The Wyoming Game and Fish Commission is considering banning boats coming to the state from South Dakota and has already banned boating in a reservoir near Newcastle in an outright war against zebra …
The Wyoming Game and Fish Commission is considering banning boats coming to the state from South Dakota and has already banned boating in a reservoir near Newcastle in an outright war against zebra mussels and other aquatic invasive species. If the destructive species gets a foothold, zebra mussels could devastate infrastructure, drinking water, irrigation systems, and hydroelectric and industrial cooling systems. It could also cost millions to mitigate the damage in the cowboy state.
South Dakota’s response to the species lacks commitment, according to Wyoming officials, despite an infestation of zebra mussels verified just a short drive from the Wyoming border. The environmentally devastating aquatic invasive species was found at Pactola Reservoir in the Black Hills, 20 miles (as the crow flies) from the Wyoming border.
“We received an image of a possible zebra mussel that had been found on a pair of sunglasses while an individual was spear fishing in Pactola Reservoir,” said South Dakota Aquatic Invasive Species Coordinator Tanner Davis in a recent report on the state’s website. “Upon further investigation via water sampling by [the Bureau of Reclamation], free-swimming zebra mussel larvae, called veligers, were found in two of the four samples collected.”
Pactola Reservoir is now considered infested with zebra mussels, according to South Dakota officials.
South Dakota doesn’t have adequate testing capabilities, trained staff or a rapid response team to deal with the issue, according to Alan Osterland, Game and Fish chief of fisheries, as he spoke to the commission during their meeting in Buffalo last week. Wyoming spends close to $1.5 million a year on AIS responses, four or five times the amount on their program versus South Dakota and has received commitments from the commission for more help as needed.
Some South Dakota residents are also skeptical of their state’s response to the infestation.
“Surrounding western states are taking this very seriously — much more seriously than South Dakota,” said columnist Brad Johnson in the Watertown, South Dakota, Public Opinion, adding “invasive mussels infect more lakes, while state efforts remain stagnant and, in some cases, have retreated.”
South Dakota is largely counting on educational efforts, according to Osterland, rather than the front-line defenses Wyoming is funding with millions in outdoor enthusiasts’ dollars.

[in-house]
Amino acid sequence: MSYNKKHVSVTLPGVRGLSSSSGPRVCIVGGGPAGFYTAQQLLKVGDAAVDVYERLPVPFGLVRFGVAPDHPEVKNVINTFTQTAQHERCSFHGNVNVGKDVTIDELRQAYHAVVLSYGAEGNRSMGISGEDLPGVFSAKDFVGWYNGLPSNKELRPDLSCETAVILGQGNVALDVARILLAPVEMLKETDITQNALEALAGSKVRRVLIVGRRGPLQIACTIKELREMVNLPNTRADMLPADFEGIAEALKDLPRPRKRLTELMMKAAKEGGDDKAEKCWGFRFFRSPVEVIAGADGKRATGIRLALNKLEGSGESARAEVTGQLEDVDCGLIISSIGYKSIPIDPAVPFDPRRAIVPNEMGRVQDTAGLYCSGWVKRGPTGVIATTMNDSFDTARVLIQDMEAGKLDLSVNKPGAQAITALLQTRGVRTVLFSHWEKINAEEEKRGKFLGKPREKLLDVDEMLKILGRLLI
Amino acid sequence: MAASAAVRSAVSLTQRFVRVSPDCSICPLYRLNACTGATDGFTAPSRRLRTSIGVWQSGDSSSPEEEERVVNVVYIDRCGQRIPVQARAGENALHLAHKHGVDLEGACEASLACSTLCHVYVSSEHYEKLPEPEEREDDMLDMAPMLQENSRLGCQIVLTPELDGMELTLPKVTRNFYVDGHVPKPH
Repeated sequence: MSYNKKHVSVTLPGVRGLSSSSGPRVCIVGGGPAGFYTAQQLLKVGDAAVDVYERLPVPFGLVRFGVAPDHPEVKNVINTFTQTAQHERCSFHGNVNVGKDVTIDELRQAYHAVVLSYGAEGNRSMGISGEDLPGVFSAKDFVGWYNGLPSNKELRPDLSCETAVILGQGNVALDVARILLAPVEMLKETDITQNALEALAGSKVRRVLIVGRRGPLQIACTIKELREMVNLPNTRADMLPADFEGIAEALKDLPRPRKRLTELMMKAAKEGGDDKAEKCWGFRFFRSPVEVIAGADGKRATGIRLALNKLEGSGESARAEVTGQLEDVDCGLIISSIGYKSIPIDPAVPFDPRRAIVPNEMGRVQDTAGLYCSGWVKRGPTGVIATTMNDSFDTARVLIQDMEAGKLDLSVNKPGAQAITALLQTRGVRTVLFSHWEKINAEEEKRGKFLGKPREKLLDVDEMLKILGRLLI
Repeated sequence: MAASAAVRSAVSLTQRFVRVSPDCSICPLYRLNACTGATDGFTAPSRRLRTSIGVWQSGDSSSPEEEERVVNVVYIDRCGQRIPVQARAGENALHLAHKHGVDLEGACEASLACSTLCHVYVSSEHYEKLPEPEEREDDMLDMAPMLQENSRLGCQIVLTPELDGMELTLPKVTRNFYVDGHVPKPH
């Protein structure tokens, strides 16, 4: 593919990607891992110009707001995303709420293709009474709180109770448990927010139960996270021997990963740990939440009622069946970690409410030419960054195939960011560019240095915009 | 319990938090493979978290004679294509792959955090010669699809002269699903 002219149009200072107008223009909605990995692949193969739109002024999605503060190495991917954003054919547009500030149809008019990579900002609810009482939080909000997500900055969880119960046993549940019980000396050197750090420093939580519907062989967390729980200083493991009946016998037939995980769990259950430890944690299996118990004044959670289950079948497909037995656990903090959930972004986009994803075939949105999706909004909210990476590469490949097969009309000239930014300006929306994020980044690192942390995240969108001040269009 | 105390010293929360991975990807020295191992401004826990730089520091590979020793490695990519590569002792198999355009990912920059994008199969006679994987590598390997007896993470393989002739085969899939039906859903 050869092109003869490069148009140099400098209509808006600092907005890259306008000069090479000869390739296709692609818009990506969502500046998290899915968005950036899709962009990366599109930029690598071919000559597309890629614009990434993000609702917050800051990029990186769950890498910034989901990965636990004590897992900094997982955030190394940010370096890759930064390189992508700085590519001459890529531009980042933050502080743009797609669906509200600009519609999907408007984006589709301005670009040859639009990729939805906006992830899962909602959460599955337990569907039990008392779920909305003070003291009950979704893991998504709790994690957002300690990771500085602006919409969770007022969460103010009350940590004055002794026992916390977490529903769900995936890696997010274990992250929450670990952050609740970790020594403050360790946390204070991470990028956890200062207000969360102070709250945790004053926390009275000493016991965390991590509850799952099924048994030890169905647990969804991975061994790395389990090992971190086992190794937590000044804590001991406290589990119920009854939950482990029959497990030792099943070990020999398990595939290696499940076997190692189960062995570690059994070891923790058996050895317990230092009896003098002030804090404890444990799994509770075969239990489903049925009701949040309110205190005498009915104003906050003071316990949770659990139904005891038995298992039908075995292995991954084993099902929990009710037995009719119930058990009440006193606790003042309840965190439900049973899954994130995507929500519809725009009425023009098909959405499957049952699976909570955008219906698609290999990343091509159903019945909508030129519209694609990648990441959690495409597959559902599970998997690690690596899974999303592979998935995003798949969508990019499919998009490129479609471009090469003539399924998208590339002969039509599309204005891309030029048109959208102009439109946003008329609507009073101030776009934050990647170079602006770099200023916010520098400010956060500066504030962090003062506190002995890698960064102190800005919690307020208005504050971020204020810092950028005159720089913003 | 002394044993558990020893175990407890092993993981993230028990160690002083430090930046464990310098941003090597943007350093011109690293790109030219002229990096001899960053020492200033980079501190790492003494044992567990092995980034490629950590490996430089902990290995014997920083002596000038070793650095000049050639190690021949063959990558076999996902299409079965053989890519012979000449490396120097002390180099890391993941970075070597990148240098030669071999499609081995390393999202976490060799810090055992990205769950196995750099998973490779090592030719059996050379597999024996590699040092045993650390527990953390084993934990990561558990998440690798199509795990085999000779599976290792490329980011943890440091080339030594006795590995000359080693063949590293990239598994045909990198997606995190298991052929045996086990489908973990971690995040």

Wyoming’s primary approach to AIS interception is a perimeter approach, Osterland said.
“[South Dakota’s] response, in our opinion, has been pretty hands off,” he said.
The neighboring state, known for amazing fishing and hunting opportunities, has a limited capacity to effectively contain infestations, or perform extra inspections, Osterland said. They don’t have a rapid response plan despite the likelihood of future infestations in the state.
Here at home, Game and Fish has set up check stations at every major artery entering the state, additional check stations in priority areas and hired more inspectors to try to fill the gaps as the workload at these stations increased dramatically after being notified about the mussels in western South Dakota.
Yet, South Dakota’s AIS expert Tanner Davis defends his state’s response.
“South Dakota Game, Fish & Parks is taking the infestation very seriously and working diligently to educate users and mitigate the spread of zebra mussels at Pactola Reservoir. We have transitioned to exit inspections and are decontaminating all watercraft with aquatic invasive species present upon inspection. [The department] has increased efforts on Pactola since the detection of zebra mussels in the reservoir by reallocating staff to help facilitate a continued seven-day (10 hour per day) approach at inspection stations through the main boating season.”
They’re getting help from neighbors. Since the detection of zebra mussels in Pactola Reservoir, the department has been involved in multiple coordination meetings with neighboring states and federal entities to help slow the infestation, Davis said.
Montana AIS staff assisted with inspections this past week to help fill gaps in scheduling and aided in decontaminations. The state has reported it could cost about $500 million in lost revenue, property damage and mitigation expenses if zebra mussels get established there. Wyoming hasn’t made a cost estimate at this point, according to an official with Game and Fish.